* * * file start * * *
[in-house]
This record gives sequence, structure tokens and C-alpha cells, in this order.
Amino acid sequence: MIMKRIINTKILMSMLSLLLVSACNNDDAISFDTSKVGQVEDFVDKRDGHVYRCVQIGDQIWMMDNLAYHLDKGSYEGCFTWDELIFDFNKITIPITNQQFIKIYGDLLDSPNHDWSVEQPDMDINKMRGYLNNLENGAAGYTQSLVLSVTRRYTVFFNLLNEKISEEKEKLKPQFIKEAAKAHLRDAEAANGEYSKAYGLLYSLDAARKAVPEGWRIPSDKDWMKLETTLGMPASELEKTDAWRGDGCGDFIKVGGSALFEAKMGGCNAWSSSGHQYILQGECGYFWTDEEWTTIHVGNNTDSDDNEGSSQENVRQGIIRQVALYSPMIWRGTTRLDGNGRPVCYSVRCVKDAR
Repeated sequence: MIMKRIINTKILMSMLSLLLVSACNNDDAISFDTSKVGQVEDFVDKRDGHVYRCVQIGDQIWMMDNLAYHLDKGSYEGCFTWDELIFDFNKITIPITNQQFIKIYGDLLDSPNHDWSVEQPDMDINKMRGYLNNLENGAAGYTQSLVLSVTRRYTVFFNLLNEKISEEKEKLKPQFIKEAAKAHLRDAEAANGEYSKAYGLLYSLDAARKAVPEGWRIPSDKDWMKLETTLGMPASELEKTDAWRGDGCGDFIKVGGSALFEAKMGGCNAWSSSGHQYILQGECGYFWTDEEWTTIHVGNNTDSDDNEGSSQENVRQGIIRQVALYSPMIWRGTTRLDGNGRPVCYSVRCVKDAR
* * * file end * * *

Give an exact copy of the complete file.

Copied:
[in-house]
This record gives sequence, structure tokens and C-alpha cells, in this order.
Amino acid sequence: MIMKRIINTKILMSMLSLLLVSACNNDDAISFDTSKVGQVEDFVDKRDGHVYRCVQIGDQIWMMDNLAYHLDKGSYEGCFTWDELIFDFNKITIPITNQQFIKIYGDLLDSPNHDWSVEQPDMDINKMRGYLNNLENGAAGYTQSLVLSVTRRYTVFFNLLNEKISEEKEKLKPQFIKEAAKAHLRDAEAANGEYSKAYGLLYSLDAARKAVPEGWRIPSDKDWMKLETTLGMPASELEKTDAWRGDGCGDFIKVGGSALFEAKMGGCNAWSSSGHQYILQGECGYFWTDEEWTTIHVGNNTDSDDNEGSSQENVRQGIIRQVALYSPMIWRGTTRLDGNGRPVCYSVRCVKDAR
Repeated sequence: MIMKRIINTKILMSMLSLLLVSACNNDDAISFDTSKVGQVEDFVDKRDGHVYRCVQIGDQIWMMDNLAYHLDKGSYEGCFTWDELIFDFNKITIPITNQQFIKIYGDLLDSPNHDWSVEQPDMDINKMRGYLNNLENGAAGYTQSLVLSVTRRYTVFFNLLNEKISEEKEKLKPQFIKEAAKAHLRDAEAANGEYSKAYGLLYSLDAARKAVPEGWRIPSDKDWMKLETTLGMPASELEKTDAWRGDGCGDFIKVGGSALFEAKMGGCNAWSSSGHQYILQGECGYFWTDEEWTTIHVGNNTDSDDNEGSSQENVRQGIIRQVALYSPMIWRGTTRLDGNGRPVCYSVRCVKDAR